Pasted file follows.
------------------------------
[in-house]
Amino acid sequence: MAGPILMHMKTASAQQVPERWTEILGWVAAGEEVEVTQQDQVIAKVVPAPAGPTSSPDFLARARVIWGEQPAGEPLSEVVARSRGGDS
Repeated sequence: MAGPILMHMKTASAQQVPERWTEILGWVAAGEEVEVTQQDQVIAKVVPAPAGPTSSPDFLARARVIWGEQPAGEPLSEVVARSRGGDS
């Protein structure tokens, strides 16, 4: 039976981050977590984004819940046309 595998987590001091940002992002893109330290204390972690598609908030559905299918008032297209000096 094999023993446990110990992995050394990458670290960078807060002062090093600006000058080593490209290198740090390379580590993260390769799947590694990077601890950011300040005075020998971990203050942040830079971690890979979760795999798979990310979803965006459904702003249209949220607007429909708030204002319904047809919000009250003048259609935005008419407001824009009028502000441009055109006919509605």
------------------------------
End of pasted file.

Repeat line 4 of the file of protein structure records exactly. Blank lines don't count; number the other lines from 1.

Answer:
């Protein structure tokens, strides 16, 4: 039976981050977590984004819940046309 595998987590001091940002992002893109330290204390972690598609908030559905299918008032297209000096 094999023993446990110990992995050394990458670290960078807060002062090093600006000058080593490209290198740090390379580590993260390769799947590694990077601890950011300040005075020998971990203050942040830079971690890979979760795999798979990310979803965006459904702003249209949220607007429909708030204002319904047809919000009250003048259609935005008419407001824009009028502000441009055109006919509605």